Two New Biomarkers May Help Predict Colorectal Cancer Patients’ Response to Therapy

Two New Biomarkers May Help Predict Colorectal Cancer Patients’ Response to Therapy

Researchers identified two biomarkers that predict whether patients with colorectal carcinoma will respond well to treatment with Erbitux (cetuximab) or the chemotherapy agent 5FU, according to a new study.

These findings were published under the title “Molecular Dissection Of Colorectal Cancer In Pre-Clinical Models Identifies Biomarkers Predicting Sensitivity To EGFR Inhibitors” in the journal Nature Communications.

Colorectal carcinoma manifests in different forms, which is why only a fraction of patients respond appropriately to available therapies. More information is needed to understand the molecular mechanisms underlying the development of this disease and provide suitable treatment for each case.

“Colorectal carcinomas are a very heterogeneous group of cancers, and because of this the effectiveness of the available drugs varies,” Marie-Laure Yaspo, study’s first author, said in a news release. “Although we already know about molecular sub-groups, we do not yet fully understand the causal relationships between those molecular patterns and their response to treatment.”

The OncoTrack consortium is a large biobank of cancer samples collected from patient donors, and was created to facilitate the identification of new biomarkers for colon cancer and the development of novel treatments, bringing together academic research and industry.

Researchers collected samples from 106 patients with colorectal carcinomas in stages 1–4 recruited by the consortium. Samples were then grown in lab culture and in mice to test the anticancer effect of 16 drugs and understand the molecular mechanisms involved in the response to treatment.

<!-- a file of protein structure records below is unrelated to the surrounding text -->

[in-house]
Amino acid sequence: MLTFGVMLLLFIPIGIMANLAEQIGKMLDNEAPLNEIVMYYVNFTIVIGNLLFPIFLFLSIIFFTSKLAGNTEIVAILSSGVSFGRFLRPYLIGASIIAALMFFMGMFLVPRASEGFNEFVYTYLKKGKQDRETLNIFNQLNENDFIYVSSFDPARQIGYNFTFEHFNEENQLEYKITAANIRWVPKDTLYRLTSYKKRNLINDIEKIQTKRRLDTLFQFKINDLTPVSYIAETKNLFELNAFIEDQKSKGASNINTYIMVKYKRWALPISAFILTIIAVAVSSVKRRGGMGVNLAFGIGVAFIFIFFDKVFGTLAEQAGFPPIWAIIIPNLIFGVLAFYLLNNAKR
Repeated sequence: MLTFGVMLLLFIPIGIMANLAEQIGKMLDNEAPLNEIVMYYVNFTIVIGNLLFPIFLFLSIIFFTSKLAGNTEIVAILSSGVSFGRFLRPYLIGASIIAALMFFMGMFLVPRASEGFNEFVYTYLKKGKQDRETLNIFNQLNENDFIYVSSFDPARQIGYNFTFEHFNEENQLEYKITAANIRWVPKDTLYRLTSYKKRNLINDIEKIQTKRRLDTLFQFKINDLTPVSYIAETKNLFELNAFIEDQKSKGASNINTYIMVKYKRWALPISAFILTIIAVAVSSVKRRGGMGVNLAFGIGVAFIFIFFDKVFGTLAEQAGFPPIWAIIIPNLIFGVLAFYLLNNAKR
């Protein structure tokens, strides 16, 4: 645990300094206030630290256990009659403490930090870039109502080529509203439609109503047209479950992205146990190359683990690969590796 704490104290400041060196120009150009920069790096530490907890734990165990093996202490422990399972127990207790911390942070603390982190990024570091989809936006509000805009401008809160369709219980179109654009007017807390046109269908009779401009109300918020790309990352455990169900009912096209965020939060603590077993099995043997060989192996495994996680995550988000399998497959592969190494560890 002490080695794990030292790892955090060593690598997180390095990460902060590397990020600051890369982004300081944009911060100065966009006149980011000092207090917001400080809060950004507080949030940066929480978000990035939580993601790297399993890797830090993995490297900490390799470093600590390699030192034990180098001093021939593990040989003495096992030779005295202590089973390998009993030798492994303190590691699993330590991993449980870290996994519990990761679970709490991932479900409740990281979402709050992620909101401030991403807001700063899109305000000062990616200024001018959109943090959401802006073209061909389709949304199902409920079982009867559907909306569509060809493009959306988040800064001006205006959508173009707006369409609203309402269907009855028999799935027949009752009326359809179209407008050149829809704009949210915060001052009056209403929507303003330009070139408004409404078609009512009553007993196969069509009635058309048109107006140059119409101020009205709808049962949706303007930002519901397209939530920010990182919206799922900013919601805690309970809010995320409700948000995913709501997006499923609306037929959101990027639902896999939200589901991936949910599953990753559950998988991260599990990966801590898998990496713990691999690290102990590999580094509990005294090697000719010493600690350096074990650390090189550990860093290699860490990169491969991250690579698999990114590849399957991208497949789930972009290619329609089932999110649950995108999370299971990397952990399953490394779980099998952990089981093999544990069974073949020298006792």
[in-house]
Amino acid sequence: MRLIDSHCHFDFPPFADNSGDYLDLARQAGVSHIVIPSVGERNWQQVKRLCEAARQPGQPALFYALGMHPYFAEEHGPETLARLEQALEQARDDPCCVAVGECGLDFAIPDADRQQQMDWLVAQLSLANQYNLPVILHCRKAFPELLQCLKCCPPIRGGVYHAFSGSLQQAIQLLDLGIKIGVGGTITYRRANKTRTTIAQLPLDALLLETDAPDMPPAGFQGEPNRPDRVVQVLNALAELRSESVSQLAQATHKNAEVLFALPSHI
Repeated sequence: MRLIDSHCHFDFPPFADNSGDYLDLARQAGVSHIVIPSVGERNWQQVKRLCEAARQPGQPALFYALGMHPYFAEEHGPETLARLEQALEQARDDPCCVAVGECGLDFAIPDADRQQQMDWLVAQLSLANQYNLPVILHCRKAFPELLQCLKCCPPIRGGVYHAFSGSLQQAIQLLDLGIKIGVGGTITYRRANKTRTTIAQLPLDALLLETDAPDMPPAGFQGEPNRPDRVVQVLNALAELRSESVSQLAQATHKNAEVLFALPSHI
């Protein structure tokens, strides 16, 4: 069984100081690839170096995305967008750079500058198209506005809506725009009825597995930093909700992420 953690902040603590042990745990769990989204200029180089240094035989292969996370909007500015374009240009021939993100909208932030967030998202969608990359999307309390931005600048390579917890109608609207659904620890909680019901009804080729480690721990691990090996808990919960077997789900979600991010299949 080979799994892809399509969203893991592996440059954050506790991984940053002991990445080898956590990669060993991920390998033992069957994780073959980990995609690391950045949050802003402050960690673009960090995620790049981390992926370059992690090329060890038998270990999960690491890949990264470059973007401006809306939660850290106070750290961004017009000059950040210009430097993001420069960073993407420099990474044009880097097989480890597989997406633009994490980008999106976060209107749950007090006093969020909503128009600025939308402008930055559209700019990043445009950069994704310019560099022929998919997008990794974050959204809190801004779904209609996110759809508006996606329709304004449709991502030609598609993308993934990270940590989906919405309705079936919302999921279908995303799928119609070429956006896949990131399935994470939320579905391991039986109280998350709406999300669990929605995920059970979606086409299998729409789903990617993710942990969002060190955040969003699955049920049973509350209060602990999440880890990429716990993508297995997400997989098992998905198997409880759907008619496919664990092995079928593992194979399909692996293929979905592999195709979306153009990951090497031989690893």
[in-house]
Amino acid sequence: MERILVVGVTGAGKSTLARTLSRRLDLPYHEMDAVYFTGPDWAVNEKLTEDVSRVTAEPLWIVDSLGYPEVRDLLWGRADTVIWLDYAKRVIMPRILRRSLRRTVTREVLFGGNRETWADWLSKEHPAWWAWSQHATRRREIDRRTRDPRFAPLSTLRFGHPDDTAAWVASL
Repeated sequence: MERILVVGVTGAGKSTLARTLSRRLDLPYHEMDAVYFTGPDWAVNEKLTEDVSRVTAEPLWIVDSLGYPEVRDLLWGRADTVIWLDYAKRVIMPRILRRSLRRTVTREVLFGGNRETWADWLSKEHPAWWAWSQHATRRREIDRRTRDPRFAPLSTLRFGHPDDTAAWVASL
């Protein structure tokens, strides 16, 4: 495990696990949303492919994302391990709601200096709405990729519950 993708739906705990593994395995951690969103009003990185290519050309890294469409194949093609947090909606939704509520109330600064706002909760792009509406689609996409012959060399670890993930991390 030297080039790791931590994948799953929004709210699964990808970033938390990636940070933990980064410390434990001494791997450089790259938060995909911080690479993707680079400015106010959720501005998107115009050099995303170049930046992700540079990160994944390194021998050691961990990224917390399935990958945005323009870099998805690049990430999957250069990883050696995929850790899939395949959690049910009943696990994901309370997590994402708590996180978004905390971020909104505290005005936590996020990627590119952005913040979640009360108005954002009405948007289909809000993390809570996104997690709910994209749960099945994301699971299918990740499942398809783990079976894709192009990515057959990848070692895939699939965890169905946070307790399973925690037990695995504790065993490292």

The team started by analyzing the genetic profile of the samples, thereby obtaining the “molecular fingerprint” of each tumor. In collaboration with Eli Lilly-Madrid, they then tested how tumors responded to different drugs, correlating their response to their molecular fingerprints. In other words, if a tumor responded to a given drug, researchers would analyze the genetic profile of that tumor to identify molecules that can help predict whether other tumors will be responsive to treatment.

Importantly, the analysis identified two biomarkers that predict whether treatment with Erbitux or the chemotherapy agent 5FU will be effective against colorectal carcinoma.

“Through our analyses we learned a lot about the type of colorectal cancer that responds to these drugs,” Yaspo said. “This means that rather than relying on the mutation status alone, we now have much more information on which to base decisions about treatment.”

“This pre-clinical analysis comparing tumors and their models provided us with the most detailed data on colorectal carcinomas available to date,” the researcher added. “Based on these findings it will be possible to develop diagnostic tools that will provide better predictions of the effectiveness of drugs. This means that in the future it may be possible to treat colorectal cancer patients more individually based on the type of tumor they have.”

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